Tag Archives: hope

As laughter and tears collide

Our hearts are as heavy as they are light,* and it feels contradictory–a great paradox. But who hasn’t laughed through tears or felt their highs mix in with their lows?

This weekend I cried tears of sadness intermingled with tears of joy. Laughs were indistinguishable from the few sobs that escaped my pursed lips. Memories brought on floods of emotions from opposing sides and met in a wave that threatened to knock me over. And it’s hard to reconcile the highest of highs existing simultaneously with the lowest of lows. It feels like the existence of one should diminish the substance of the other–like the smiles mean I don’t feel the grief, or the tears mean I don’t cherish the memories.

But what if the existence of both further substantiates the other? What is joy, if we have no sadness to contrast it with; and what is redemption, if we see no brokenness from which we yearn to be redeemed?

I’ve felt grief and laughter that falls hollowed out and empty. I’ve seen death. I’ve seen the grave. And through it all, I’ve seen a hope that’s stronger.

It’s a hope that does not trivialize my grief, but a hope that is substantiated by its existence. It’s a hope that creates in me a deeper longing than ever before, because…

I now know for what it is I hope.
I hope for no more crippling pain, no more tears, no more despair, and no more death.
I hope for redemption of our broken bodies and our sinful pasts.

And it’s not a trivial wish–a “that would be nice”–but a deep longing for a Savior and a heavy realization that I am in a world that needs to be saved.

It’s looking into the grave of a man I love and clinging to the hope that this is not the end. It’s seeing cancer and sickness and pain and looking expectantly to a day when our weakness will be no more.

My father spoke this Saturday at my grandfather’s memorial service and declared that this is not a “hope that” or a “hope so,” but a confident expectation. This hope is faith–true faith, grounded faith–the substance of things hoped for and the evidence of things unseen.

It’s a hope founded on promises that have been fulfilled and lives that have been changed. It’s founded on glimpses of redemption, reconciliation and transformation–in my own life and the lives of those I love.

So this hope is not trivial. It’s not a fairy tale or a shallow illusion. If despair, depression and death are real, I hold that hope is real even more.

I looked into the grave of a man I loved this weekend, but I have the confidence that I will see him again. Because while I know the pain of death and suffering, I know the joy and the promises of the One who overcame the grave. I know that in this world, he promised tribulation. But I also know that he told me to take heart, for He has overcome the world.

I know that nothing can separate us from the love that is in Christ Jesus–not death nor life nor things present nor things to come, nor anything in all of creation.

And I know that one day my hope will find its confident expectation fulfilled, because:
“He will wipe every tear from their eyes, and death shall be no more, neither shall there be mourning, nor crying, nor pain anymore, for the former things have passed away.”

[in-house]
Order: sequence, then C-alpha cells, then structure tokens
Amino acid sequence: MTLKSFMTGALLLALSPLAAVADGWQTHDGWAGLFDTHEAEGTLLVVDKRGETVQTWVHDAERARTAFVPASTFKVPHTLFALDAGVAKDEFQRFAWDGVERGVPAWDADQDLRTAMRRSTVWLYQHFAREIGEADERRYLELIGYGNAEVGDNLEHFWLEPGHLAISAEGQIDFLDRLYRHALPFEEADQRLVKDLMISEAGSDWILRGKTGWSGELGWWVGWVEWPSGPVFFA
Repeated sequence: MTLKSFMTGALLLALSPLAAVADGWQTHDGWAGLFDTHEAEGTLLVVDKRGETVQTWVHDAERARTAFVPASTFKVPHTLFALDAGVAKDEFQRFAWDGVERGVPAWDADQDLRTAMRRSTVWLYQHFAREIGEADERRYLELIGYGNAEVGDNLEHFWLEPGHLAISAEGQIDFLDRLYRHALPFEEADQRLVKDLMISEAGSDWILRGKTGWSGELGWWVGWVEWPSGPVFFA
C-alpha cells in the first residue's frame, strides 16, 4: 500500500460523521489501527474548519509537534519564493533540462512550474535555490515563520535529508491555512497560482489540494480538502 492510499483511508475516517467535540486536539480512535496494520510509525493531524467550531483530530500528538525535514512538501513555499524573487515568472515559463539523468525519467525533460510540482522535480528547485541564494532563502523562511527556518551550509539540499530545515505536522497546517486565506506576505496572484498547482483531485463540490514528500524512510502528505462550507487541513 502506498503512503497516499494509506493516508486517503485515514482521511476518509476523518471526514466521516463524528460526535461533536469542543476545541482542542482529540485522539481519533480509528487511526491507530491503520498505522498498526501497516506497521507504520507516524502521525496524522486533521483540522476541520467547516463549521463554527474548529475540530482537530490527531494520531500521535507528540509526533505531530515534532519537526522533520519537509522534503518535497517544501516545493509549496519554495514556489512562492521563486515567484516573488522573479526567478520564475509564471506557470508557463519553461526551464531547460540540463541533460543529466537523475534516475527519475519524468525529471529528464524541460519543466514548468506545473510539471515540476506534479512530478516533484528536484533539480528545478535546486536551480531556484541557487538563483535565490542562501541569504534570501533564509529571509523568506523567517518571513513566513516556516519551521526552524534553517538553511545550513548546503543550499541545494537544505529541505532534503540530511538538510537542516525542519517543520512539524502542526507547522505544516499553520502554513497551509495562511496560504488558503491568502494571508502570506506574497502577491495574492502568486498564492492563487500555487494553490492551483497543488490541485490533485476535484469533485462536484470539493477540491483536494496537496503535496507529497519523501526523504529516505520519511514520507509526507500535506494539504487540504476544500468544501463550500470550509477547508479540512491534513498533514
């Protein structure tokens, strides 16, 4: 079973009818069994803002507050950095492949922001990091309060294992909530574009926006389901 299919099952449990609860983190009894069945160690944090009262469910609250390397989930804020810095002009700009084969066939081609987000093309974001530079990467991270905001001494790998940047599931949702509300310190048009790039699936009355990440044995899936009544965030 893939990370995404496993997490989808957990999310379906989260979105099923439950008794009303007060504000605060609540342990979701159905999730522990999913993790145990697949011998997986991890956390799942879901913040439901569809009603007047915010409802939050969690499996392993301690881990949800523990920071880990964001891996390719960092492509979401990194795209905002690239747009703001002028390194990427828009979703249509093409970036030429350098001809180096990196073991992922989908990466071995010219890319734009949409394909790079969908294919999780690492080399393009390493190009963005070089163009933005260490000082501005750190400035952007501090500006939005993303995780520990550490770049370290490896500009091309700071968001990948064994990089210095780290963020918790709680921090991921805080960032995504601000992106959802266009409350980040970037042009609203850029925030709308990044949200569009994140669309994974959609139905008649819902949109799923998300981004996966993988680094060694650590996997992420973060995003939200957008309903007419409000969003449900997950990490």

Though tears will fall, though grief is real, my voice cries hallelujah for the hope of heaven and the day when all will be made new.


See you soon, grandpa.







*Heavy and light is an idea I heard first from To Write Love on Her Arms (TWLOHA) at their recent Heavy and Light show. It was an amazing show by an organization I admire.

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A Longing Unfulfilled

Some moments are so beautiful that you almost find yourself dreading their passing before they’ve even ended.

You sit and soak it all in, because you know this is all you have. You can’t bottle it up. A picture can never convey the way you feel in this moment—complete, content, satisfied.

If you told me to think of one of these moments, I could flash back to several in my mind. Moments I tried to capture, but couldn’t—not fully.

I remember one Christmas season in particular. I was home on winter break from college. It was Christmas Eve and we were all opening presents, as is tradition in my family. I remember hearing the Christmas music, noticing the glow of the Christmas lights, and watching all my brothers and sisters open their gifts.  Sitting there on my fold out bed in the middle of the living room, I just remember feeling so content, so full. But I also felt a strange pang of sadness, because I knew that moment had to end—that life would not always feel that way.

christmas tree 3

Because, sometimes life is made up of other moments—moments of longing. Times when you look back on those moments of contentment, trying to grasp them—to make them materialize into something real and concrete. If you can grow them, just maybe, they will fill you. Maybe… you will be satisfied.

I know this feeling all too well. When things get hard or stressful, I live in those moments. Today, I spent a good ten minutes or so just looking through my dad’s pictures, wanting to be home and missing my family. I’m a trained expert in nostalgia, flashing back through my Rolodex of photographic memories at every whim. In a moment, I’m back.

But back where? I’m inside a memory, and a false one at that, painted over with a golden hue and infused with the emotion I’ve given it every time I’ve recalled it.

Our memories are not bad. We should remember Christmases with our families, the good parts of a relationship, and the beautiful parts of a growing friendship. There is beauty in those moments, but the beauty doesn’t come because those moments last.